To conclude, The Picture of Dorian Gray is a perfect read for anyone who loves 19th century fiction! If ‘chick lit’ is more your thing then I wouldn’t recommend this novel, but I enjoyed it hugely- in fact, I’d say it’s one of the best books I’ve ever read. Wilde is a genius and a natural born writer if ever I stumbled across one.

Have YOU read The Picture of Dorian Gray? What did you think? I’d love to know, so please leave a comment!

“Ah! this morning! You have lived since then.” – Lord Henry

Jane Eyre


Jane Eyre by Charlotte Brontë

I picked up Charlotte Brontë’s ‘Jane Eyre’ at a garden centre a couple of weeks ago in a sale. I’d heard it was good from several people and I must say that I completely agree! I immediately loved the character of rebellious, impulsive Jane and was intrigued by the nature vs. nurture element to the book- at first she finds it hard to control her emotions and verbally lashes out at her cruel aunt but the strict and controlling environment of Lowood boarding school makes her quiet, restricted and virtuous. However I wasn’t so keen on her love interest, Mr. Rochester. I know he’s considered as one of the greatest literary romantic heroes of all time but I found him bossy, egotistical and slightly creepy- but perhaps that’s due to Jane’s description of his “ugly” face, massive torso and large head. He later won me over though with his heroism during the fire and I thought the ending was terribly romantic, with Jane devoting herself to care for her blind love.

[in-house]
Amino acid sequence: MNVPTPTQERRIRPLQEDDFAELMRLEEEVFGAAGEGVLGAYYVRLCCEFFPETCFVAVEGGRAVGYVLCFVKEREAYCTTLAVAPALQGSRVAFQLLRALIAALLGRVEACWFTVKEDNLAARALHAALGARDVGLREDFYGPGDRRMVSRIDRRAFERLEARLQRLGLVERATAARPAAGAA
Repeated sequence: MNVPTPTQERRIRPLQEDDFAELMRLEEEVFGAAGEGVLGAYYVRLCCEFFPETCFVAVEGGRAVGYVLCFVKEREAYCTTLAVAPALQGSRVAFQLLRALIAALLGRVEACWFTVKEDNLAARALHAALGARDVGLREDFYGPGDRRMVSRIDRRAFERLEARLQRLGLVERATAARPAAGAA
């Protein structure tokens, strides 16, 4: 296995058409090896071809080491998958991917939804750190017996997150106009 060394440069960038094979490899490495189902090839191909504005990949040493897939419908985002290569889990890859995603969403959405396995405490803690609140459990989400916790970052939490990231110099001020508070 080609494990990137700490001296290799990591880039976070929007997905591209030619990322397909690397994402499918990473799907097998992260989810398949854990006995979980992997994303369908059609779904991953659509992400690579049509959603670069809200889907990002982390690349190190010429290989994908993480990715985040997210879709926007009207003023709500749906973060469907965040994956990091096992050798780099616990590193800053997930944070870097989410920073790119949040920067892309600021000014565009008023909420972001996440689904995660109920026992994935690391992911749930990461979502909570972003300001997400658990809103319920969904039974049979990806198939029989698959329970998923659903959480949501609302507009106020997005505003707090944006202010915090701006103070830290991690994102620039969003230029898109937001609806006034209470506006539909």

The tale is also recounted in a richly descriptive pose, using beautiful language and charming dialogue. I particularly enjoyed the descriptions of the enriching surroundings, which is a common feature in Romantic literature. It wasn’t as “wordy” as one might expect and was relatively easy to read. It also moves fairly quickly and although it’s a long book, it doesn’t feel that way. I did get irritated with Jane’s decision to leave Mr. Rochester because he couldn’t marry her; but then that was a reflection upon society at the time. But more on that next time, when I’ll be doing an exploration of the text rather than a review…

What did YOU think of Jane Eyre? I’d love to know, so please leave a comment!